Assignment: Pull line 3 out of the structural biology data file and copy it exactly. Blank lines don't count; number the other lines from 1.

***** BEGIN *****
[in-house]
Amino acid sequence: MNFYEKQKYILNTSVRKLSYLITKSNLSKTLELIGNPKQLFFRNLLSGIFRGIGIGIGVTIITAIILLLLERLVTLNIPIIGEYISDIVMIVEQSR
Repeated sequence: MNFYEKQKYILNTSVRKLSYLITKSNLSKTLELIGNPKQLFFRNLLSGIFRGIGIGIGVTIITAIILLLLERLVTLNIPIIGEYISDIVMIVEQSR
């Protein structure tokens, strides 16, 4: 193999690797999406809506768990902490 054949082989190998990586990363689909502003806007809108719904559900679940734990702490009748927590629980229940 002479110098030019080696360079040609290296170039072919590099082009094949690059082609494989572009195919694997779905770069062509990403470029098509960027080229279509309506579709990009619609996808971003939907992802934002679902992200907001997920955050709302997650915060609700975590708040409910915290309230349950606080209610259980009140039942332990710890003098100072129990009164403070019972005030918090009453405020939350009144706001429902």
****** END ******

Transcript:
Repeated sequence: MNFYEKQKYILNTSVRKLSYLITKSNLSKTLELIGNPKQLFFRNLLSGIFRGIGIGIGVTIITAIILLLLERLVTLNIPIIGEYISDIVMIVEQSR